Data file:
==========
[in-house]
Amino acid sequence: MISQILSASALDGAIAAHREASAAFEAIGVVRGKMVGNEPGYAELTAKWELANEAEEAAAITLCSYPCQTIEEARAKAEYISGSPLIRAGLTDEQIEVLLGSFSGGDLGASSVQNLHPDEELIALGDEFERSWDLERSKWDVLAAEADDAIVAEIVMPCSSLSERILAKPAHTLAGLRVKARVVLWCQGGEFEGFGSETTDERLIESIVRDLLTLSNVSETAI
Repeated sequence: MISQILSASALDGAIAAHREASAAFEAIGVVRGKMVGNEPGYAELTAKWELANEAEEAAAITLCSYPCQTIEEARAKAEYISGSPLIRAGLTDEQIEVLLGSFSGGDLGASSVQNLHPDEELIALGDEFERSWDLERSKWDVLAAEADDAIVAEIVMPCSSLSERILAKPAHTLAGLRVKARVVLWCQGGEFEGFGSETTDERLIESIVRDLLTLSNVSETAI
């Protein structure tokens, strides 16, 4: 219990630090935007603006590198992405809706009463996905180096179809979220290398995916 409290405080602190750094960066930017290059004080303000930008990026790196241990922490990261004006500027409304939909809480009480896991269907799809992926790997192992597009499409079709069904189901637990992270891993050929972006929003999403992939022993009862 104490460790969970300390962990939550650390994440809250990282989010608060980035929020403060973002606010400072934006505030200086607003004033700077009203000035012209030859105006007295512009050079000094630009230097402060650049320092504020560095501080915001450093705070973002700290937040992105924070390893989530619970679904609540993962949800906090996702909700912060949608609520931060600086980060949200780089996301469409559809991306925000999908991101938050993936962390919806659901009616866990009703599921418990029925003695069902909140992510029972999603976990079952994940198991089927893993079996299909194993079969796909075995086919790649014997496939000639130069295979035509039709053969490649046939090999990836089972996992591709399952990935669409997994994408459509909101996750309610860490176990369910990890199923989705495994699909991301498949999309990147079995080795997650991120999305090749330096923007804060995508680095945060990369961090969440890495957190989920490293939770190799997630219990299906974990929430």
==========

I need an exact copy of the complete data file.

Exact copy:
[in-house]
Amino acid sequence: MISQILSASALDGAIAAHREASAAFEAIGVVRGKMVGNEPGYAELTAKWELANEAEEAAAITLCSYPCQTIEEARAKAEYISGSPLIRAGLTDEQIEVLLGSFSGGDLGASSVQNLHPDEELIALGDEFERSWDLERSKWDVLAAEADDAIVAEIVMPCSSLSERILAKPAHTLAGLRVKARVVLWCQGGEFEGFGSETTDERLIESIVRDLLTLSNVSETAI
Repeated sequence: MISQILSASALDGAIAAHREASAAFEAIGVVRGKMVGNEPGYAELTAKWELANEAEEAAAITLCSYPCQTIEEARAKAEYISGSPLIRAGLTDEQIEVLLGSFSGGDLGASSVQNLHPDEELIALGDEFERSWDLERSKWDVLAAEADDAIVAEIVMPCSSLSERILAKPAHTLAGLRVKARVVLWCQGGEFEGFGSETTDERLIESIVRDLLTLSNVSETAI
């Protein structure tokens, strides 16, 4: 219990630090935007603006590198992405809706009463996905180096179809979220290398995916 409290405080602190750094960066930017290059004080303000930008990026790196241990922490990261004006500027409304939909809480009480896991269907799809992926790997192992597009499409079709069904189901637990992270891993050929972006929003999403992939022993009862 104490460790969970300390962990939550650390994440809250990282989010608060980035929020403060973002606010400072934006505030200086607003004033700077009203000035012209030859105006007295512009050079000094630009230097402060650049320092504020560095501080915001450093705070973002700290937040992105924070390893989530619970679904609540993962949800906090996702909700912060949608609520931060600086980060949200780089996301469409559809991306925000999908991101938050993936962390919806659901009616866990009703599921418990029925003695069902909140992510029972999603976990079952994940198991089927893993079996299909194993079969796909075995086919790649014997496939000639130069295979035509039709053969490649046939090999990836089972996992591709399952990935669409997994994408459509909101996750309610860490176990369910990890199923989705495994699909991301498949999309990147079995080795997650991120999305090749330096923007804060995508680095945060990369961090969440890495957190989920490293939770190799997630219990299906974990929430």